How are raw sensory signals transformed into a brain representation of the world that surrounds us? The question was first posed over 100 years ago, but new experimental strategies make the challenge more exciting than ever.
The investigators have now uncovered the contributions to perception of a brain region called posterior parietal cortex.
They have shown that posterior parietal cortex contributes to the merging of signals from different sensory modalities, as well the formation of memories about the history of recent stimuli.
In a decade long research, the investigators have been able to prove how the nervous system make sense of the signals brought into the brain by the sensory organs.
Some basic facts are well known: sensory receptor cells convert external events – for instance, light waves, skin vibration, or air pressure waves – into electrical messages that enter the brain. But neuronal activity does not lead to conscious experience until it can be further elaborated in the cerebral cortex.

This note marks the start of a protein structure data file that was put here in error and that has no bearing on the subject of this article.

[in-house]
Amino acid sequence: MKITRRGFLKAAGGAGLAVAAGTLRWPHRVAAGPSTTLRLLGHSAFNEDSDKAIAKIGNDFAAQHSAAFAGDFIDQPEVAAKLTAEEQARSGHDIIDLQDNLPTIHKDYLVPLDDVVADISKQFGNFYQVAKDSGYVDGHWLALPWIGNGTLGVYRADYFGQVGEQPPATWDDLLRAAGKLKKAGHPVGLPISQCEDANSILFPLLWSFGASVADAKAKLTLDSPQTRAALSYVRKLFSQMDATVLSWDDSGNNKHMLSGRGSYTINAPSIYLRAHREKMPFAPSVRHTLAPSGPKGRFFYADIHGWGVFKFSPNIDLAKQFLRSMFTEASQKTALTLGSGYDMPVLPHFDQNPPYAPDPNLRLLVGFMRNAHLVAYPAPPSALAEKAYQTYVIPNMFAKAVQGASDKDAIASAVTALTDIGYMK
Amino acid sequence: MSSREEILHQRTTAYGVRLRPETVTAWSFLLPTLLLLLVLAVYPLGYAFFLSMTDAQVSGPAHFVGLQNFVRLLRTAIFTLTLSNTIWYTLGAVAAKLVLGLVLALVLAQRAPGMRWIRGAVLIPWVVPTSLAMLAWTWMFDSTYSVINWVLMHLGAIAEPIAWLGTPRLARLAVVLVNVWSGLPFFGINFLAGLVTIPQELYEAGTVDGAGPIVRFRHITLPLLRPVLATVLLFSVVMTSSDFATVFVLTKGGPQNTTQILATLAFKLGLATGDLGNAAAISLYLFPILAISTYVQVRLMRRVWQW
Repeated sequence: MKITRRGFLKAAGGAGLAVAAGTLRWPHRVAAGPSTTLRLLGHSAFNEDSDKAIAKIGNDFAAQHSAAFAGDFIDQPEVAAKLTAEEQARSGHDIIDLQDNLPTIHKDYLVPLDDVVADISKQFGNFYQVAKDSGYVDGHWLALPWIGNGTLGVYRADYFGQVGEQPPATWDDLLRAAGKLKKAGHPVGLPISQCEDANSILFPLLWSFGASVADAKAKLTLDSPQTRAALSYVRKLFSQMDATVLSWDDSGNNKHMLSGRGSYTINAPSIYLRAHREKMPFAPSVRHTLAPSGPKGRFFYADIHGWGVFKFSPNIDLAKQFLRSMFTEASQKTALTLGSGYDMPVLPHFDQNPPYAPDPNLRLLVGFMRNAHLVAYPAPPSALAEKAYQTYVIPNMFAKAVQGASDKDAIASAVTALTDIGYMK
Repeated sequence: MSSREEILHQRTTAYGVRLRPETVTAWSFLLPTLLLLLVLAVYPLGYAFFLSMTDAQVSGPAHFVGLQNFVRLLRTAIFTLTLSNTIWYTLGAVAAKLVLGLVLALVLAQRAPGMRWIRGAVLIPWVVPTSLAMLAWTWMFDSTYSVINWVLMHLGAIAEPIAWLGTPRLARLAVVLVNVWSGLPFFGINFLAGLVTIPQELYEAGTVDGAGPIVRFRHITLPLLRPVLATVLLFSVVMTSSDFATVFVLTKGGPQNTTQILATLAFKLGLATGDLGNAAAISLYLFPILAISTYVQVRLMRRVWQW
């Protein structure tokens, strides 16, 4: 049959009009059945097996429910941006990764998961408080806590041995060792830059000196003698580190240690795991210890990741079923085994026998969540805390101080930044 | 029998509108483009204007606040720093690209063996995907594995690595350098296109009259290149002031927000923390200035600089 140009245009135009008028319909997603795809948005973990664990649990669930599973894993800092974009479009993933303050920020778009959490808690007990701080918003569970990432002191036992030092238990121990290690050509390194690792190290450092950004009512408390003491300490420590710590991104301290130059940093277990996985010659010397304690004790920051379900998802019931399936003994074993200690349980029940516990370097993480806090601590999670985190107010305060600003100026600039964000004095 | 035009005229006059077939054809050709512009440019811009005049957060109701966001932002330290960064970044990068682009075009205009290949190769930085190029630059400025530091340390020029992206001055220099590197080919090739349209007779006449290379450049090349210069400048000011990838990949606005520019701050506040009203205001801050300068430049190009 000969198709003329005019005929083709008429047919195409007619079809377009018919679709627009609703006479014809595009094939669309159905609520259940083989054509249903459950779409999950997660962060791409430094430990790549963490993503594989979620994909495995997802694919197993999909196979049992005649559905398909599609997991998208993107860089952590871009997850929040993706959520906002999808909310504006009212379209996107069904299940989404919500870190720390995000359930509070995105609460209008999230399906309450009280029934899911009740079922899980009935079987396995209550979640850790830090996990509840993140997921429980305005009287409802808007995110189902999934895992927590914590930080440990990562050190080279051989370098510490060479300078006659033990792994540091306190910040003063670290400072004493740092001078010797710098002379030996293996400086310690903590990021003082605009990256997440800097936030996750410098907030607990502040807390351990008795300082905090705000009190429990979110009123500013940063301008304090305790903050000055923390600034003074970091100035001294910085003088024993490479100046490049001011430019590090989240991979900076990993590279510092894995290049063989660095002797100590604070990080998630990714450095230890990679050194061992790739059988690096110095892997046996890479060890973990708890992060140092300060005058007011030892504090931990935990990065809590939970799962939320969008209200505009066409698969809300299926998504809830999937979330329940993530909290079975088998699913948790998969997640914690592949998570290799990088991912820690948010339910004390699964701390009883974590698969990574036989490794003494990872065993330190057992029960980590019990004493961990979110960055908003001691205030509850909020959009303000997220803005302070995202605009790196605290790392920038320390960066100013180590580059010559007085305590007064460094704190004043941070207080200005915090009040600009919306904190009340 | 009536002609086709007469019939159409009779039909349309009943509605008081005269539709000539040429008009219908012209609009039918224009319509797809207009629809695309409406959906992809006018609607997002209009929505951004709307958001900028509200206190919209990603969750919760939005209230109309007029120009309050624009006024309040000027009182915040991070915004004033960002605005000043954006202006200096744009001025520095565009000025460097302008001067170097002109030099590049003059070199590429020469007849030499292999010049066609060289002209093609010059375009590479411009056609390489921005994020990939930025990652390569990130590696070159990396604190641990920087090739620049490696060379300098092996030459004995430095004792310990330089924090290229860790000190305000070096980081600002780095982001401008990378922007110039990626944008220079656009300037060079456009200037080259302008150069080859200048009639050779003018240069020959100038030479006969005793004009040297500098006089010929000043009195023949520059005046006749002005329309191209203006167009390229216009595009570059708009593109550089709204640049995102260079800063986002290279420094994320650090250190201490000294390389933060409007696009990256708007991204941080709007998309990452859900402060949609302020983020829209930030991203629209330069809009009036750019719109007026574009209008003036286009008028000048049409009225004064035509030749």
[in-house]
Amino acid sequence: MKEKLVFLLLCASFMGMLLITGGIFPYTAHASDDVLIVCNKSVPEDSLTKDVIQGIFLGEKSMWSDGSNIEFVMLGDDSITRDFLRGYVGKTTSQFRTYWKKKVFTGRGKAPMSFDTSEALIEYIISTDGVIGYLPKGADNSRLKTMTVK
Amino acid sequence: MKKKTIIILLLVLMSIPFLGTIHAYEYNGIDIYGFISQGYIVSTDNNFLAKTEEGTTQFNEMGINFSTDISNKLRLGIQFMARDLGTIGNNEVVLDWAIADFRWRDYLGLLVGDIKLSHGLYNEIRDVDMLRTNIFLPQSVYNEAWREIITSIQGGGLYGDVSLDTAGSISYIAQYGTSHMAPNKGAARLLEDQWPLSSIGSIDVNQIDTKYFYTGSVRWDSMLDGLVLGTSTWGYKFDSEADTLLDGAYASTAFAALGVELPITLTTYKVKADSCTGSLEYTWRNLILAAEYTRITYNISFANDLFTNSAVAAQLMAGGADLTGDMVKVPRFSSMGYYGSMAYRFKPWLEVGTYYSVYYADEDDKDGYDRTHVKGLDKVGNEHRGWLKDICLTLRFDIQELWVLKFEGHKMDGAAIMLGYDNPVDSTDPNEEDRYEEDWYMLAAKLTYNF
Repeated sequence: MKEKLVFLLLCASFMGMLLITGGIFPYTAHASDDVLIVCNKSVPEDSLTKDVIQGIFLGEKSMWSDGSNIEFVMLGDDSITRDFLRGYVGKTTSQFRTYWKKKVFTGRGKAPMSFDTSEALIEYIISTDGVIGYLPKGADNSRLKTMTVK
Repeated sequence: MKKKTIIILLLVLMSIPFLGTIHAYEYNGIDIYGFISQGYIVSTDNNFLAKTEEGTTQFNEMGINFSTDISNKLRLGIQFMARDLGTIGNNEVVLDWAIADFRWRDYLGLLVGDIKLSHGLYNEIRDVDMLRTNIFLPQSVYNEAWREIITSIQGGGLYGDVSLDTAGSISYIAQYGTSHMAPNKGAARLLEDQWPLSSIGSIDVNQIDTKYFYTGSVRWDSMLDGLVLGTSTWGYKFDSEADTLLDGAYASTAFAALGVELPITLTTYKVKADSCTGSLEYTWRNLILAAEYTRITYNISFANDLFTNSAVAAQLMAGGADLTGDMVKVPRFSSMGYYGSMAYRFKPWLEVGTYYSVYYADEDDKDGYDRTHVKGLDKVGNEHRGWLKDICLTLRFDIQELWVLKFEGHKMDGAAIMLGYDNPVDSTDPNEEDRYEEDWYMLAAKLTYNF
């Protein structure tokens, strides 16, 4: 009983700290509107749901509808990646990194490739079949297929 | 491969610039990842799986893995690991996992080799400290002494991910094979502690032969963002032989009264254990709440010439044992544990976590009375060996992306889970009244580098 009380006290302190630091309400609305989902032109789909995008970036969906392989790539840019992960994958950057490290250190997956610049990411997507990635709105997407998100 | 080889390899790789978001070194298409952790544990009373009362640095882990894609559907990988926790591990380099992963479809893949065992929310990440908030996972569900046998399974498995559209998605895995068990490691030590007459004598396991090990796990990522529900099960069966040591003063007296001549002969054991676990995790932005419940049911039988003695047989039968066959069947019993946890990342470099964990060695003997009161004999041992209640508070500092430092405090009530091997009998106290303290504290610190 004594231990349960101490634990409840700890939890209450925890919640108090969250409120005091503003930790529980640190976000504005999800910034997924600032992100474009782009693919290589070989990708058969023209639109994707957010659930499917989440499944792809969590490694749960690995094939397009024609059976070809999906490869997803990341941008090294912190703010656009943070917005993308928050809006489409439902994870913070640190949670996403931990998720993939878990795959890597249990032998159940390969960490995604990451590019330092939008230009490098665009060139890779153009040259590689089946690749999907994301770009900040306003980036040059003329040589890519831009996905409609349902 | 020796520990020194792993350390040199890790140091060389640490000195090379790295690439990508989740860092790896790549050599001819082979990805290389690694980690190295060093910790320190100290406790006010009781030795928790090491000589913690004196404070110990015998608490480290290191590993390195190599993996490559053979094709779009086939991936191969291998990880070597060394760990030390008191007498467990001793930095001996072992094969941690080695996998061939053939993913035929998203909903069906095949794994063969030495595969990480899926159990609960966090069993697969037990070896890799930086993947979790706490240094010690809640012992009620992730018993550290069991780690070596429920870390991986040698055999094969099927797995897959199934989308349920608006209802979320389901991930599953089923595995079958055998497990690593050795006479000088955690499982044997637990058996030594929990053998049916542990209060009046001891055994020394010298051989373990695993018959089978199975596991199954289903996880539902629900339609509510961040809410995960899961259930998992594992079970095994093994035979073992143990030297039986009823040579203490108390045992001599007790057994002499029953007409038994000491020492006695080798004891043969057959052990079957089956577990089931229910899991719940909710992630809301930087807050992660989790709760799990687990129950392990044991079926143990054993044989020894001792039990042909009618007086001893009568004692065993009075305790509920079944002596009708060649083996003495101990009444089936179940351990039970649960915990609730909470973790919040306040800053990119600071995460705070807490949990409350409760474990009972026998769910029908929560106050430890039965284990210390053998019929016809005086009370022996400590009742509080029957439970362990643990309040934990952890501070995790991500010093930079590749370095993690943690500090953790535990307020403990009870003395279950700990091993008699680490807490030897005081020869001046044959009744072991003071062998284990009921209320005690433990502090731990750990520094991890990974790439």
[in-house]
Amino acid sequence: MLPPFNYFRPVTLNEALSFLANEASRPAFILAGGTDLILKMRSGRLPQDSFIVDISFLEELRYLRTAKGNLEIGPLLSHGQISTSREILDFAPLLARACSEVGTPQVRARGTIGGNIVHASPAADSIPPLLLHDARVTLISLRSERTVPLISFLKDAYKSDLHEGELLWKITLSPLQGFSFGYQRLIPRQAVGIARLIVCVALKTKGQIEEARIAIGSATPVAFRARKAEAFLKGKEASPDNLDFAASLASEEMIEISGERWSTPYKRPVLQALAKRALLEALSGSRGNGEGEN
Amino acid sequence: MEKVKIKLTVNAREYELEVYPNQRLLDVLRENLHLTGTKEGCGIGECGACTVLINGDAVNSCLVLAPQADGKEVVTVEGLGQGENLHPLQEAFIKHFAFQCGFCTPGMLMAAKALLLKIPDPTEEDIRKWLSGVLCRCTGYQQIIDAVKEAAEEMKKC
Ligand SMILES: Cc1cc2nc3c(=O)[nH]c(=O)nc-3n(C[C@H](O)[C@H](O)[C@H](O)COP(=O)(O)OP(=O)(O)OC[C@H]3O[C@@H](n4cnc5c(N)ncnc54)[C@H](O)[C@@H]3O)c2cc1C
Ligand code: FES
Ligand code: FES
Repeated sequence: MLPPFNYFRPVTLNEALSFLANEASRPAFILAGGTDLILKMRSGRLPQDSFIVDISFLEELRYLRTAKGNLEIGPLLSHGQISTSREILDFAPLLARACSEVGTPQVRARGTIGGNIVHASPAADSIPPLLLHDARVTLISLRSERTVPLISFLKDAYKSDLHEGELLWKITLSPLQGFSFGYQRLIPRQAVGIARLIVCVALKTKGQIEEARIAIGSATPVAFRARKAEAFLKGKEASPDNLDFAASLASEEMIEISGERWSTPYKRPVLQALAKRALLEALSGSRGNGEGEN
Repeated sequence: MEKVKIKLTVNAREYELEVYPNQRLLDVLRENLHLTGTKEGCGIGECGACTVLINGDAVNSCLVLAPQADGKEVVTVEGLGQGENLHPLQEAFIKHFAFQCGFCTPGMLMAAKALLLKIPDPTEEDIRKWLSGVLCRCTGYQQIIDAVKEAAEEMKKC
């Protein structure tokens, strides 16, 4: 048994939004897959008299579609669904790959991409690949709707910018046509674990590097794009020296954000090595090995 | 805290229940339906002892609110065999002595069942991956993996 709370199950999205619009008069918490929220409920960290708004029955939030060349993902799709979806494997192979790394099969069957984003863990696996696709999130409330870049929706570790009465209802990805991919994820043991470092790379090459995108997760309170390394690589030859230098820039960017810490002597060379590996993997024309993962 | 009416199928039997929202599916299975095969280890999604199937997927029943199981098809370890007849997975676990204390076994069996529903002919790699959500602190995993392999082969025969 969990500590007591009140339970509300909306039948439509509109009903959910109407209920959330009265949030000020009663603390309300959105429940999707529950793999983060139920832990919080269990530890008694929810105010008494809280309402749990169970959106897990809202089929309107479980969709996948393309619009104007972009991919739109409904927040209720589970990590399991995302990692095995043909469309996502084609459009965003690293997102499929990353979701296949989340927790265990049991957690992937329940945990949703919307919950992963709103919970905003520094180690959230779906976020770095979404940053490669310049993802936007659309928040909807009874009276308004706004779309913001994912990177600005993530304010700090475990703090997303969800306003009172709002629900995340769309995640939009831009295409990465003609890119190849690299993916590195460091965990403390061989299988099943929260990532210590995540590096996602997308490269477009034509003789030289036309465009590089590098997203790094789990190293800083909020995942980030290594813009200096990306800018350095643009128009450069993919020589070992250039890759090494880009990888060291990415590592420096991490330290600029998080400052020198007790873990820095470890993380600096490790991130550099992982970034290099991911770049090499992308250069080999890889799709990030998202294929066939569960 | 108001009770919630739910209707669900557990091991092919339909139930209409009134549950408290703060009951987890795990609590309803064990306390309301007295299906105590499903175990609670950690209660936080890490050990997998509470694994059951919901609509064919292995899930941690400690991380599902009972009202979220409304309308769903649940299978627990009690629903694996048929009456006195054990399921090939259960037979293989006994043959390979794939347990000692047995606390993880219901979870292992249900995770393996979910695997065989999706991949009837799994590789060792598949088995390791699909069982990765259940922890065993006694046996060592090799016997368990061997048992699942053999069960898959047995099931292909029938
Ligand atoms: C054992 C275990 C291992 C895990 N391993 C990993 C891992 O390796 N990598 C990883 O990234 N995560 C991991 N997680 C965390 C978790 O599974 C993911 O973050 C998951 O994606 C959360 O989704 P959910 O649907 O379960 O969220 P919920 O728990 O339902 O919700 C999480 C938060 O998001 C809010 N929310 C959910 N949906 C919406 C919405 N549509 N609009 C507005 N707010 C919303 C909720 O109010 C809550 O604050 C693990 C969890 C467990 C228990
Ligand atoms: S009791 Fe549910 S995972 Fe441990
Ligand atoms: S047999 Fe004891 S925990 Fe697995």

Ongoing streams of sensory signals are transformed from representations of basic elements, in primary sensory cortical areas, into more complex combinations of features in higher-order areas; sensory events become meaningful once compared to recent and distant memories as well as to expectations. Though the scheme outlined above is backed up by countless studies, the physiological mechanisms remain unresolved.
In a study published in the journal Neuron, researchers at the International School for Advanced Studies – SISSA investigated how the signals arriving through multiple senses are integrated.
In daily life, once we are familiar with the combined sensory properties of an object, we can recognize that object (a banana, let us say) independently of the modality by which we receive the sensory signal – by sight, by texture and shape, by taste.